Tuesday, June 30, 2009

PTWSW #11: The 1914 Boston Braves

Manager: George Stallings
Record: 94-59
Ballpark: South End Grounds/Fenway Park
Owner: James E. Gaffney
Coaches: Fred Mitchell

Future Hall of Famers: Johnny Evers, Rabbit Maranville

Team Leaders, Batting

BA: Joe Connolly, .306
OBP: Joe Connolly, .393
SLG: Joe Connolly, .494
OPS: Joe Connolly, .886
2B: Joe Connolly, 28
3B: Les Mann, 11
HR: Joe Connolly, 9
RBI: Rabbit Maranville, 78
BB: Johnny Evers, 87
SB: Rabbit Maranville, 28

Team Leaders, Pitching

Bill James, Dick Rudolph, 26
SO: Bill James, 156
ERA: Bill James, 1.90
IP: Dick Rudolph, 336.1
CG: Dick Rudolph, 31
SHO: Dick Rudolph, 6
K/BB: Dick Rudolph, 2.26
SV: Bill James, Lefty Tyler, 2


Oldest Player: Jim Murray (b. January 16, 1878)

Youngest Player: Billy Martin (b. February 13, 1894)

First to Leave Us: Otto Hess (d. February 25, 1926)

Last Survivor: Jack Martin (d. July 4, 1980)

First in Majors: Otto Hess (debut August 3, 1902)

Last in Majors: Rabbit Maranville (final game September 29, 1935)

First to Play For the Franchise: Herbie Moran. Moran was acquired by Boston (then called the Doves) in August of 1908 and would play there for two more seasons. In 1914, while playing for the Reds, Boston once again made him an August acquisition.

Last to Play For the Franchise: Rabbit Maranville (September 29, 1935)

Pre-union Team: The 1910-11 New York Giants (Josh Devore, Hank Gowdy, Dick Rudolph). John McGraw's rejects later came back to haunt him in this pennant race.

Reunion Team: The 1917 Philadelphia Phillies and the 1918-19 Chicago Cubs each had three. Perhaps not surprisingly, those Cubs were managed by Fred Mitchell, Stallings' assistant coach.


George Davis, no-hitter on September 9
Johnny Evers, NL MVP

Season Summary

Talk about a crazy season! The Braves got off to a 3-16 start and spent most of the first half in last place. On Independence Day they lost a doubleheader to Brooklyn which put them 15 games behind the New York Giants and five games behind the 7th-place Phillies. Just when it looked like all hope was lost, the Braves started winning. They climbed out of the cellar on July 19 and a month later were only two games out of first.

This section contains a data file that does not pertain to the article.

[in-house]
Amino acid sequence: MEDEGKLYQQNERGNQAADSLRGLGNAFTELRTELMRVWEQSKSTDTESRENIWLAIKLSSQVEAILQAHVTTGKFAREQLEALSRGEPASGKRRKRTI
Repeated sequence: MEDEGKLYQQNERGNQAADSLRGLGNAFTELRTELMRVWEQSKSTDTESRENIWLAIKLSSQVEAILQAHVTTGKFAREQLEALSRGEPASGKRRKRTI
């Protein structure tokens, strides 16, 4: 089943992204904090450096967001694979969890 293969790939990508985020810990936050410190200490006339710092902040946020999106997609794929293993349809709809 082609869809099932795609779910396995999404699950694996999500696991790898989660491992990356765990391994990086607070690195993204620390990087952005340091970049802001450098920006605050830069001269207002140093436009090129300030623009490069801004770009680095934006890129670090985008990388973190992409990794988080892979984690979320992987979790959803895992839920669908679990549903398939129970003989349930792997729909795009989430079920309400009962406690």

Now finding themselves in a pennant race, the Braves were allowed to play their remaining home games in Fenway Park by Red Sox owner Joseph Lannin. The South End Grounds was an outdated structure with insufficient capacity for the crowds that wanted to witness the unfolding Cinderella story, and shiny new Fenway was more up to the task. The Braves couldn't have picked a better time to make their Fenway debut. On September 7 they began a three-game series with the Giants, with whom they were tied for first place. The Braves took two out of three and never looked back. They remained in first place for the rest of the season, ultimately winning the pennant by 10.5 games.

Since they're being profiled here, you obviously know the Braves won the World Series. They did it in impressive fashion though, sweeping the heavily-favored Philadelphia Athletics in four straight. It was the first four-game sweep in World Series history. Catcher Hank Gowdy was the star of the Series for Boston, batting .545, putting up an OPS of 1.960 and even stealing a base. Outfielder Les Mann also figured into two key moments, driving in the winning run in Game 2 and scoring the winning run as a pinch-runner in Game 3.

Let's see...third in the NL in runs per game. Pretty good. 92 OPS+, sixth in the NL. Eh. Last in stolen bases. That seems odd for a successful deadball era team, doesn't it? What about run prevention though? 104 ERA+, second in the league. Now we're talking. Third-best in runs allowed per game, only .05 behind the league-leading Pirates. All right, so they were built on pitching. Their team WHIP, SO/9 and BB/9 were all fifth-best in the NL, however. They were fourth in DER too. They did do a lot of wheeling and dealing during the season, so perhaps they ironed out all their kinks during the first half. And you thought Billy Beane invented the "build the team you want in-season" approach.

Like Beane, manager George Stallings wasn't afraid to employ non-traditional baseball methods. He platooned his corner outfielders all season long, including Joe Connolly, his best hitter. Platooning wasn't common in those days, but the Braves' success made it a hot trend in baseball for years afterward. This team is often referred to as "The Miracle Braves," but that nickname didn't appear in print until several years later. Stallings, however, was dubbed "The Miracle Man" after he got the Braves back into the pennant race. To this day no other World Series champion has experienced such a dramatic in-season turnaround.


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